Long before that “Lexapro” line on The Life of Pablo, which thrust his name into a tabloid cycle that perpetually dominated 2016, I saw hints of familiar lurking shadows in Kanye's life. During his infamous rant at A Concert for Hurricane Relief, the signs were there. It was like looking in the mirror.
I could see Ye’s mind moving just as clearly in that moment of anxious honesty as I could on any of his greatest works; eccentric and genius obviously, but troubled and strained and sometimes spread too thin.
The first time I told my mother, I didn’t use any words. My mom has struggled with depression her whole life and quips to my brother that it’s a family tradition. On the drive home following my last day of college, I could see she was concerned. She’d heard from my dad that my grades had slipped and that I couldn’t be troubled to give a fuck about much outside of California Grown and new guitar chords. To ease her anxiety, I put my hand on her shoulder and hit play on Kanye’s “Hey Mama” to fill the pregnant, stuffy San Jose air.
My dear ma couldn’t tell you the difference between Kanye West and Machine Gun Kelly, but when you’re a mother, it’s impossible not to connect with "Hey Mama." When Ye raps, “Mommy Ima love you 'till you don't hurt no more,” I squeezed her hand, hugging her with my eyes. That wasn't the first time I turned to an artist that I admire to find a way to properly frame my emotions and it won’t be the last.
Neither of us knew then what I know now: I’m bipolar. Hypomanic with prolonged bouts of major depression, to be specific. At different points in my life, I’ve struggled to varying degrees to stay above water, and at times that’s required different forms of medication. One of those forms is music and no self-prescribed album has been more beneficial than Kanye’s most complete and powerful work, Late Registration. On my best days, I’ve replaced eating too many pills and drinking too many beers with an under-headphones Late Registration listening session.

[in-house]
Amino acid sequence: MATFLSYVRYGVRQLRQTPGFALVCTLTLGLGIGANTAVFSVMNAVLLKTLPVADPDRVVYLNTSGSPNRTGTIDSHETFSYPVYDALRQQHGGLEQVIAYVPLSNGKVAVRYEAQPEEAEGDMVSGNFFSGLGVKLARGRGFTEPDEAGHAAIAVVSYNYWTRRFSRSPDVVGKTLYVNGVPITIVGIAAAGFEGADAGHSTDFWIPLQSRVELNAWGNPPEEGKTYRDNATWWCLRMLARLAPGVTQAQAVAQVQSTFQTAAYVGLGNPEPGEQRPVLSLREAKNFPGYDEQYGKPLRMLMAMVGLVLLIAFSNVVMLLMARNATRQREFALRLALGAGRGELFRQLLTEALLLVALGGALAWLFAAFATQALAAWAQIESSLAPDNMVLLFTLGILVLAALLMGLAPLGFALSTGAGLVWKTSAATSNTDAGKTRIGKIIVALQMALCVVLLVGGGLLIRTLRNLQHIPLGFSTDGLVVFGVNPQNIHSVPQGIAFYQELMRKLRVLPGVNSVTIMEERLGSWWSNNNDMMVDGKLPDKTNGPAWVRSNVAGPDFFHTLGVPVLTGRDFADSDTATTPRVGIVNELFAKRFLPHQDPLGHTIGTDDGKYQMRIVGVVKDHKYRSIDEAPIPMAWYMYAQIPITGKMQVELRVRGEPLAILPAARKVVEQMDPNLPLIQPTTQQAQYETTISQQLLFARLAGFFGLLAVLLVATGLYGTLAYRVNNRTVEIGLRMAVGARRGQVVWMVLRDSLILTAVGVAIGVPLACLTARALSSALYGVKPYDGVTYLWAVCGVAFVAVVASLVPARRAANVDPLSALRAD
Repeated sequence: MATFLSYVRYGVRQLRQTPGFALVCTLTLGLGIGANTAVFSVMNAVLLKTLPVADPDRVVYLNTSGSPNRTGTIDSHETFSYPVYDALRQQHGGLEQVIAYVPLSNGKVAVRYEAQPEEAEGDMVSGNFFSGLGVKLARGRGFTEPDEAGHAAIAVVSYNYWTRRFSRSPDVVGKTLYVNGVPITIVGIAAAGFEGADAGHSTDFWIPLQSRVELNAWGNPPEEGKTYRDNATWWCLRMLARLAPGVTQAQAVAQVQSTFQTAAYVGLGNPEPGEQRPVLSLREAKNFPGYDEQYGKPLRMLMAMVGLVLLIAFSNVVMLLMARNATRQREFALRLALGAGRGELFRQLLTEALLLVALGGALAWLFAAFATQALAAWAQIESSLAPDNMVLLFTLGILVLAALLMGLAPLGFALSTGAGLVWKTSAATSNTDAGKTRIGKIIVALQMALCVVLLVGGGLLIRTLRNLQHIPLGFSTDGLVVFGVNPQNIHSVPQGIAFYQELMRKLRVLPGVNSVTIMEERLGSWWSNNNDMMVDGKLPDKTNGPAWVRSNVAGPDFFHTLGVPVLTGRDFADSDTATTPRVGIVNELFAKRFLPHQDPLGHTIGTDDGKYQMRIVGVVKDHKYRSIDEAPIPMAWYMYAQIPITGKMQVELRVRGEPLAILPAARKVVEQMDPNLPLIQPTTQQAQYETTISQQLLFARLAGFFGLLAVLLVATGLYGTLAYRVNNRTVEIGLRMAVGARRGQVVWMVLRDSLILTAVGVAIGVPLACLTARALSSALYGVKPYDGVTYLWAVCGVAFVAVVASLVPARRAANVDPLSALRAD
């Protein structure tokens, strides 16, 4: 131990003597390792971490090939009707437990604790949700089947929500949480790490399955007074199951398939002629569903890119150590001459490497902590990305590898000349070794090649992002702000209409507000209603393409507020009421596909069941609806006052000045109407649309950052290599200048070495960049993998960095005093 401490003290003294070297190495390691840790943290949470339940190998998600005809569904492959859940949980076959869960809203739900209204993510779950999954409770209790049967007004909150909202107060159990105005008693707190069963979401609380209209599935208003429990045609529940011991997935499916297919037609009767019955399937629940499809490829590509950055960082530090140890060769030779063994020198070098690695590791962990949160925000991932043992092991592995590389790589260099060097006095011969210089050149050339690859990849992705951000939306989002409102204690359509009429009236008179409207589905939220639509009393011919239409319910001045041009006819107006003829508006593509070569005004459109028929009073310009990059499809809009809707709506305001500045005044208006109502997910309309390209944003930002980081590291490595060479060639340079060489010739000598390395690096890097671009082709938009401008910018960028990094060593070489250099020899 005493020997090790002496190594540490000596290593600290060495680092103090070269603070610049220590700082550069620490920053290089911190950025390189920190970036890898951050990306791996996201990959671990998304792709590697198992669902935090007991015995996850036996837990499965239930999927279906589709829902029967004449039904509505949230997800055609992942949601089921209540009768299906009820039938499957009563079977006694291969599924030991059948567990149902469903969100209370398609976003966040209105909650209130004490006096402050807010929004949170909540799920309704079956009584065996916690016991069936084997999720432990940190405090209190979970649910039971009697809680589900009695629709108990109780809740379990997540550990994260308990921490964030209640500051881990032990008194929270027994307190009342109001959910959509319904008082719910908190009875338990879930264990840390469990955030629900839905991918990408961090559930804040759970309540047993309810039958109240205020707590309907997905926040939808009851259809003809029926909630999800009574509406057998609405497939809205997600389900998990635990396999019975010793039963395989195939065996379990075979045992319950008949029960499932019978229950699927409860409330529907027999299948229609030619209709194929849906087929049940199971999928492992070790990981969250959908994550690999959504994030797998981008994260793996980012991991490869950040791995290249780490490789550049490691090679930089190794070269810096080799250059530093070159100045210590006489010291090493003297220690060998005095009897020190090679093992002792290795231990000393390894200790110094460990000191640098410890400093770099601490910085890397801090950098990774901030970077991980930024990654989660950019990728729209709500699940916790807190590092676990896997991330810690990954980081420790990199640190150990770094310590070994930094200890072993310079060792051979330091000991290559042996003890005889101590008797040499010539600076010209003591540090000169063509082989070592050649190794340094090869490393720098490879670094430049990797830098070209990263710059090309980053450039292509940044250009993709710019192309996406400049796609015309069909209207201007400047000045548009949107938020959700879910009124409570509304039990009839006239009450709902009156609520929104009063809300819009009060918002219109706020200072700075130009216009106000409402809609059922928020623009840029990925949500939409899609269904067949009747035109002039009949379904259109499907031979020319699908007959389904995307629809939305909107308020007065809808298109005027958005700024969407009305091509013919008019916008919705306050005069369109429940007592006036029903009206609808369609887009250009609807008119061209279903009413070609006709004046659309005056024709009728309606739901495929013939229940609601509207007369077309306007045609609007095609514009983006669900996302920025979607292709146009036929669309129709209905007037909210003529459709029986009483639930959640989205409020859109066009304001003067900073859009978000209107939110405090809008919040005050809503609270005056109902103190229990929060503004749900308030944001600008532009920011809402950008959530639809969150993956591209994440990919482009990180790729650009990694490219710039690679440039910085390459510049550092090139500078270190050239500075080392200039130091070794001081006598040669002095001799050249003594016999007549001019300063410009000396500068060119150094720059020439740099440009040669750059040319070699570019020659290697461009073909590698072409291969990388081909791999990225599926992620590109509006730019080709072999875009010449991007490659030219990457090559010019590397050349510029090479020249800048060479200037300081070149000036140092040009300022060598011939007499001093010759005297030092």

Front to back, I consider Late Registration to be a perfect body of work. While the album houses countless hit singles (“Gold Digger” was the “Hotline Bling” of its time), all of which left their mark without requiring Ye to compromise his unique and masterful artistry, the heartfelt, soul dripping cuts, like “Roses” and “Late,” are what best showcase Kanye’s esoteric brilliance.
The balance that Kanye struck on Late Registration is the crux of my therapeutic relationship with Yeezy. Being hypomanic means that, sometimes, my brain is able to work incredibly efficiently and do shit that makes high school teachers suspect superpowers. However, it also means that if I’m not careful, I’ll stay awake for days, begin to hallucinate, and eventually black out while dead sober simply from an oversaturation of adrenaline. It’s a wild fucking ride.
When I get insomnia shakes and it’s two in the morning and I’m anxious and choking on my tongue and can’t focus on anything further away than the nearest pack of cigarettes in my jacket pocket and can’t think of how to a finish writing a story much like this one—which was turned in a day late—I run “Addiction” on repeat. Even with its deceptively quick tempo, the gorgeously layered classic is usually beating slower than my heart in those moments, and something about Ye’s construction of that powerfully rippling chord progression that forces my eyes to close and my body to be overcome by hot flashes.
I worship Late Registration for its balance because my brain chemistry means I inherently have none; I’m either Klay Thompson hot or colder than your favorite line from “Ether.” Being prone to major depression means that sometimes, my brain decides it needs to completely shut down. Quite often, I’ll sleep 15 straight hours or work the minimum required hours per day to pay my bills. In those moments, the lowest of the lows, I’m lucky to have people in my life that know it’s more helpful to bring me water and clean my bathroom than offer me advice.
When I feel like I can’t feel anything, I stare at pictures of my family while “Roses” plays on a loop. Sometimes I still crush empty cans when the self-pity well runs dry and I don’t feel like snapping out of it, but these days, that defeatist liver poisoning ritual often includes me singing the chorus to “Bring Me Down.” When I’m ready to get moving again, it’s “Diamonds”—the Jay version, of course—and the irresistibly triumphant “Touch The Sky.”
In Kanye, I see parts of myself; I can’t diagnose him as bipolar because I’m no psychiatrist, but I see the tendrils of a recognizable madness in many of my favorite pieces of his art. That and Kanye’s propensity for creating well-rounded albums are two of the biggest reasons why he’s so often my first choice when I reach for music that will center me.
Like so much of his incredible catalog, Kanye's Late Registration gives me hope. When I first watched the flat-out amazing and sadly slept on Late Orchestration, I spotted shades of my imbalance but only the best ends of my Grand Canyon wide mental health spectrum. His frantic speaking here doesn’t get in the way like it did post-Katrina, instead highlighting his authenticity in each of his glorious arrangements the serve as evidence of super powers.
If Kanye can do it, I tell myself every day that I can do it too. Until I get there, though, I’ll leave Late Registration on repeat.
As long as I’m listening to Ye, don’t worry about me.